Cheer coaches will always tell you that one of the hardest parts of their job are the parents. So how do you avoid being THAT cheer parent? Below are some of the things that cheer parents do that drive coaches CRAZY:

Ignoring information from emails, newsletters, and memos... then complaining you don’t know what is going on. Make it a priority to stay informed. Read every piece of information that comes your way. Create a folder for paper documents and create a folder on your computer for digital files. This way information doesn’t get lost and it’s easily accessible. Make a point to attend, take notes, and ask questions at parent meetings. If you cannot attend, ask another parent to take notes or follow up with you. As a parent, it is your job to stay informed.

Not paying on time. Financial commitments should be laid out well in advance. If a full season of cheerleading is not affordable for your budget, do not commit to signing up. Fees have to be paid on time to cover gym expenses, competitions, uniforms, and everything associated with the team’s expenses.

Not coming to us first when there is an issue. There is nothing worse than spreading rumors or starting gossip with other parents. If there is ever an issue, you should always go directly to the coach, director, manager, or gym owner.

Coaching from the sidelines. There’s a reason why your child has a coach. It is incredibly distracting when parents try to over-talk the coach, offer advice, or coach from the sidelines. It creates an awkward tension among the cheerleaders and coaches, sending conflicting messages to the cheerleaders causing them to question their coaches. Poor sportsmanship at competitions. Your role as a parent is not to approach the judge’s stand or a member of the judging panel if you disagree with the placements/scoring. Remember to support the other teams in your division: at the end of the day, every team worked hard and all of the kids deserve the applause.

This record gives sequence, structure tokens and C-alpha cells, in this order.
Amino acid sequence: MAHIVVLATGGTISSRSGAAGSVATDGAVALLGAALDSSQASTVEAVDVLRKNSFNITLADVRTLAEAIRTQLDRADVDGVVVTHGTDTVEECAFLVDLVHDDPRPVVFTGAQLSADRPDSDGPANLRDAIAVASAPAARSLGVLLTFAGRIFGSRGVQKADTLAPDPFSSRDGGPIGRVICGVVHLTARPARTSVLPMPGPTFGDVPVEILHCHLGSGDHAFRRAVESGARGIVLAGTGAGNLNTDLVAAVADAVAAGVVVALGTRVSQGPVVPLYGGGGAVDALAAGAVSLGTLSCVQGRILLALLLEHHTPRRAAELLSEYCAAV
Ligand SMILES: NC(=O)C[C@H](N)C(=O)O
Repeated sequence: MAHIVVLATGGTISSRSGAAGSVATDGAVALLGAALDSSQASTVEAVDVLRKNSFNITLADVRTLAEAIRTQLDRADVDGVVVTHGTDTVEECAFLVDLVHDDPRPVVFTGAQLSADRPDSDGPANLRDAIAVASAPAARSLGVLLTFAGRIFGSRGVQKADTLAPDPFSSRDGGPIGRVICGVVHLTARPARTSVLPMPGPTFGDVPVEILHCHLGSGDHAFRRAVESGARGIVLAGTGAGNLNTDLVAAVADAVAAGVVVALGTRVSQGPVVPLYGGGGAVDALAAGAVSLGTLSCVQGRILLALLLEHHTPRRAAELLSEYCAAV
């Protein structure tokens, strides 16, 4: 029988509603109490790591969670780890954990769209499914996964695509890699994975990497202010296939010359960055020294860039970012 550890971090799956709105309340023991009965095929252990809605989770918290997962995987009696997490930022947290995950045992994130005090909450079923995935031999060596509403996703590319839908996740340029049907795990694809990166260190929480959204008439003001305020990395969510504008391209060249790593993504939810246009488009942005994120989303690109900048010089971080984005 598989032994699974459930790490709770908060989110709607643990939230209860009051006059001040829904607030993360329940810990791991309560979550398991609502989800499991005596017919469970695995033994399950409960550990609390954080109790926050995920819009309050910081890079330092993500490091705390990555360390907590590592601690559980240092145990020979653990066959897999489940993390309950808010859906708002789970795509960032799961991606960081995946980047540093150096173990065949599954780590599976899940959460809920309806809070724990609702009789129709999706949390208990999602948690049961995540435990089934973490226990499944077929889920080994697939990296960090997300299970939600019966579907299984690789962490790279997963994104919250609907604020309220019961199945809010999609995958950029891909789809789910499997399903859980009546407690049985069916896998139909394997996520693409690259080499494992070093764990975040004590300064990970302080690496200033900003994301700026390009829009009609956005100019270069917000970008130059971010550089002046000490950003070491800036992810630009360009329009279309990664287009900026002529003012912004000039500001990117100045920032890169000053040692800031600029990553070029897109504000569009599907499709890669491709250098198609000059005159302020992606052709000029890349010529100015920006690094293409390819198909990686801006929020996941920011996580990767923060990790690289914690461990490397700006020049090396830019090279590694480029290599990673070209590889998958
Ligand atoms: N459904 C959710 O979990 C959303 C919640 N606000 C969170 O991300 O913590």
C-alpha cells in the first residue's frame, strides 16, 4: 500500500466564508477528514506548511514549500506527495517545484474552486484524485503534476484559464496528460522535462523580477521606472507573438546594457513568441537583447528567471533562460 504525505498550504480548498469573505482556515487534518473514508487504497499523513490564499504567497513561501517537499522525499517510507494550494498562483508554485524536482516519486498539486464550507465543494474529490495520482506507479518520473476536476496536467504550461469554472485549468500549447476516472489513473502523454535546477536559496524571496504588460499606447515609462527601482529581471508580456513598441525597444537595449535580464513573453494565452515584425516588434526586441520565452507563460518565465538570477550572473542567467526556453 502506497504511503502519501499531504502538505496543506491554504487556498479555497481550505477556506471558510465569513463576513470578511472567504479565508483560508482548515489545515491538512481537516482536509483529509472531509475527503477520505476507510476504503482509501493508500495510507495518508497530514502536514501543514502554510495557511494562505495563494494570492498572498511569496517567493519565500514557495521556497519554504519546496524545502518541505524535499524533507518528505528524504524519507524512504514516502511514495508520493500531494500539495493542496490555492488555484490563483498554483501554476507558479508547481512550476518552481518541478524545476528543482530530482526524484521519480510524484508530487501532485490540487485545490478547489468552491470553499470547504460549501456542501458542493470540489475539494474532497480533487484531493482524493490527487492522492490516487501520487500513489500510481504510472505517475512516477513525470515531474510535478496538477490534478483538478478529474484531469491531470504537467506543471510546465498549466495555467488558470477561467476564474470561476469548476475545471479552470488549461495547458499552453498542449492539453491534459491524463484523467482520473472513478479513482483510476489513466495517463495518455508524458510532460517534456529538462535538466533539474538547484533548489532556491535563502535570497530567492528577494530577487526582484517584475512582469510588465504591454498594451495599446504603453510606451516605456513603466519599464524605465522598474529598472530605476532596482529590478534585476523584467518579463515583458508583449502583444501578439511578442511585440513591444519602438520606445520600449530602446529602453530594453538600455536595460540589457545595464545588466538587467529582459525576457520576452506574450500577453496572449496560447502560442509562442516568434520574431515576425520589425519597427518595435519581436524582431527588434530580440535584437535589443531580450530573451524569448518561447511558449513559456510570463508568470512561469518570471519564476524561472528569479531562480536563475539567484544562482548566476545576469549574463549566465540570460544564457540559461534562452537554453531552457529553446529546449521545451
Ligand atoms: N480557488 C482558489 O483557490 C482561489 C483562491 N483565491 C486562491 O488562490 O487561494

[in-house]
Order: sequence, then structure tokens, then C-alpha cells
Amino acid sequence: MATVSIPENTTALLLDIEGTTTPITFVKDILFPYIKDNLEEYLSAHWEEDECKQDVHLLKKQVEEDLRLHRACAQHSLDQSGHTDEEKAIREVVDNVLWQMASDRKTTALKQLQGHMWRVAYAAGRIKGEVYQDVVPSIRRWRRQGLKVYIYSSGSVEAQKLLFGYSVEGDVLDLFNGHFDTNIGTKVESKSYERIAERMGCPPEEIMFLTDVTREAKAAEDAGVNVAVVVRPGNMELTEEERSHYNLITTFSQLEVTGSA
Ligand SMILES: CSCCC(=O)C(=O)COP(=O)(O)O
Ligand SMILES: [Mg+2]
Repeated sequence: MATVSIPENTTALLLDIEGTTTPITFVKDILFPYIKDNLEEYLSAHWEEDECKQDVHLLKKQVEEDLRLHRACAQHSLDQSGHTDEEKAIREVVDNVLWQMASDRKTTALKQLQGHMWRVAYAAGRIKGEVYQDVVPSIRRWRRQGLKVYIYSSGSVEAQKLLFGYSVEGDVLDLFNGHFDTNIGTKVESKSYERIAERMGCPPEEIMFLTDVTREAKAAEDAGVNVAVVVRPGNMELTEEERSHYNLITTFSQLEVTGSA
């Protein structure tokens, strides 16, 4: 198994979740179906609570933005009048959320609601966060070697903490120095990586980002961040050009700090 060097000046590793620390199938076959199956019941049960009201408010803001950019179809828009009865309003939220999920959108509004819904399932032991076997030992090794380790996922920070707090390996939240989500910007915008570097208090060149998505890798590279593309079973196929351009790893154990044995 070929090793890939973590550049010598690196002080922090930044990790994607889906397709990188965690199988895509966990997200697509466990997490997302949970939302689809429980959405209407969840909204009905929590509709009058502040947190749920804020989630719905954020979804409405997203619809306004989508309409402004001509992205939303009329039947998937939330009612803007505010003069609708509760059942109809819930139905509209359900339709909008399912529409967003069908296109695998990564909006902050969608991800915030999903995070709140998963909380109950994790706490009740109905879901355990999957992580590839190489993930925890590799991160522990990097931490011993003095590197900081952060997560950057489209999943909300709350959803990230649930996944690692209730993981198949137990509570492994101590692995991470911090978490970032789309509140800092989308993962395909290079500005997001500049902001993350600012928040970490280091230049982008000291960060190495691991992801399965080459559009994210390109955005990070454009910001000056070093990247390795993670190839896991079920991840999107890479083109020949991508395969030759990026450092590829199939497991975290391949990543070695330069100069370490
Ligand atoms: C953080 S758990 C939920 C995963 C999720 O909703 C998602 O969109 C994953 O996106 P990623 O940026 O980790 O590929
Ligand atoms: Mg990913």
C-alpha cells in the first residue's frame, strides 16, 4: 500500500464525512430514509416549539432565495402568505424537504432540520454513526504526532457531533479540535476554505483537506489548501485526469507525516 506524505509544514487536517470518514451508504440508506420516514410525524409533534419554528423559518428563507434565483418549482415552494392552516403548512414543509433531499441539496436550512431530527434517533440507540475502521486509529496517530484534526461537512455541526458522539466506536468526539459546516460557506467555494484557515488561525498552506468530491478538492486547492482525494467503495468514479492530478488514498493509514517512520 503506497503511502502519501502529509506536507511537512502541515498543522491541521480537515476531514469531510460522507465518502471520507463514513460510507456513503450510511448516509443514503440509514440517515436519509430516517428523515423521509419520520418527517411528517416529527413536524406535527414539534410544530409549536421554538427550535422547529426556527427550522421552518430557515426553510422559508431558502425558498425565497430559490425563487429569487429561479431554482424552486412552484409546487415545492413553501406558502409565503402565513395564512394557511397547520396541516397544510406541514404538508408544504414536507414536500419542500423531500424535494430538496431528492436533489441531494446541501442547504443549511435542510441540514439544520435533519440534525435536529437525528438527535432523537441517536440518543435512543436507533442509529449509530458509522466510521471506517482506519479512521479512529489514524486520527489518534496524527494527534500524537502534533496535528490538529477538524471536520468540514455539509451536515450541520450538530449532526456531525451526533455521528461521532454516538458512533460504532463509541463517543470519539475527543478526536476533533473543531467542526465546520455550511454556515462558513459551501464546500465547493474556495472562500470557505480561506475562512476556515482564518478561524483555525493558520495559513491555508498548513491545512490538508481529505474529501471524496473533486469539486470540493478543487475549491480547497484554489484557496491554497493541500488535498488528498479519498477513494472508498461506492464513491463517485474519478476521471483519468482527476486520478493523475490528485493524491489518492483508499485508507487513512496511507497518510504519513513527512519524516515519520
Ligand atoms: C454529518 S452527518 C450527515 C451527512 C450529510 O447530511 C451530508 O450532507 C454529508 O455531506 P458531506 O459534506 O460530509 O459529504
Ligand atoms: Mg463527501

Living vicariously through your child. Being a helicopter parent is a big NO-NO. It’s important that you remember that this is your child’s sport, not yours. Too often, children feel like it’s about pleasing their parents than having fun doing something they love. It’s incredibly healthy to drop off your child at practice and pick them up when it’s over. Hovering over your child restricts them from feeling independent and growing their maturity. It is definitely acceptable to watch your child every now and then, but watching every practice puts unnecessary pressure on your child and makes it difficult for them to focus and do their best.

Lack of social media etiquette. Never bash another gym, athlete, program, etc. If there is an issue at your own gym, never take it to social media. Keep your emotions in check and discuss issues directly with those involved.

Being late to competitions and/or practice. Every competition and practice starts with a warm-up and stretching. This is a mandatory step for the safety of your cheerleader. Everyone needs to be at there early to check in, go over last minute changes in the schedule or routine, makeup/hair touch ups, uniform checks, and just getting everyone prepared to compete. If your child is late, they will miss this integral part of cheerleading and risk injury to themselves. If they stretch after they arrive, then they are putting the rest of the team behind and wasting valuable time.